Samus Aran

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Name: Samus Aran, サムス・アラン
Occupation: "Bounty Hunter"*
Relationships: Virginia Aran (mother); Chief Rodney Aran (father); Gray Voice (adoptive father); Baby Metroid (adopted child)
Fandom: Metroid, Super Smash Bros.
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Samus Aran is an intergalactic bounty hunter and the protagonist of the Metroid video game series.


Orphaned during a Space Pirate raid on her home of K-2L, Samus was adopted by the mysterious Chozo and taken to Zebes where she was infused with their DNA and raised to become a warrior. Once she reached adulthood, Samus joined the Federation Police where she served under the Commanding Officer Adam Malkovich, but she ultimately left to become a Bounty Hunter, though she was nonetheless recruited by the Galactic Federation on many occasions. Armed in her cybernetic Power Suit, Samus has become famous for her accomplishments on missions others thought impossible. Her most renowned achievements are the destruction of the Space Pirate base on Zebes, her role in ending the Galactic Phazon crisis, her extermination of the Metroid species, and her disobedience of orders at the Biologic Space Laboratories research station where she chose to destroy the deadly X Parasites rather than turn them over to the Galactic Federation.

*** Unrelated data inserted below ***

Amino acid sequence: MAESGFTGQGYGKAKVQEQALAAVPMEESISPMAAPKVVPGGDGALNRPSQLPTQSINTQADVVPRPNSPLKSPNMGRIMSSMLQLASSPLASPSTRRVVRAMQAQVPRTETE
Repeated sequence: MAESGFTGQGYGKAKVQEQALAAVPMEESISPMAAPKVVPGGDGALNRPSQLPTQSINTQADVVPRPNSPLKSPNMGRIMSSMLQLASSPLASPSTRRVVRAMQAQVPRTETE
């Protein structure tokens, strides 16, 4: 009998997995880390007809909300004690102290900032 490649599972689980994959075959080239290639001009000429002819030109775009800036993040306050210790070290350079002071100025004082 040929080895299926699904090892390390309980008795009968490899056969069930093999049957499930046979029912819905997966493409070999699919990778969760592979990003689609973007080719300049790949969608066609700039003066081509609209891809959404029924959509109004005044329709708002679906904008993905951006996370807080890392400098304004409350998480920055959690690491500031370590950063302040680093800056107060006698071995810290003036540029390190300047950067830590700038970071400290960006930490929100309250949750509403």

--Samus Aran at Metroid Wikia


Reception and Popularity

Samus broke ground early in the gaming world with the debut of her first game in 1986. Originally players were under the impression that Samus was a man, as even the instruction booklet suggested this. However, completing Metroid in under an hour revealed Samus to be a young athletic woman wearing a pink bikini beneath her Power Suit.

Samus' popularity grew significantly after her appearance in the first Smash Brothers game; she has since unfailingly appeared in the Smash series' ever-growing roster.

In 2009, she was one of four semifinalists in GameSpot's fan poll of the "All-Time Greatest Game Hero".[1] In 2011, readers of Guinness World Records Gamer's Edition voted Samus as 14th of the top video game characters of all time.[2]

Like the Metroid series in general, Samus may be more popular among Western audiences than within Japan.[3]

Zero Suit

Samus' Zero Suit has a mixed reaction within the fandom; while some feel it's great at showing off her looks, some argue that it undermines her character and that Zero Suit Samus' stereotypically "sexy" features would be impractical given the her occupation. Not helping matters is that its appearance in Smash Bros. brought a whole new fanbase to the character purely based on her looks, with said fanbase downplaying her "badass" aspects even further. Fans frequently argue over which design for unarmored/helmetless/Zero Suit Samus is the best, with designs ranging from the anime-stylized designs of Zero Mission and Other M, to the more realistic design of the Metroid Prime Trilogy.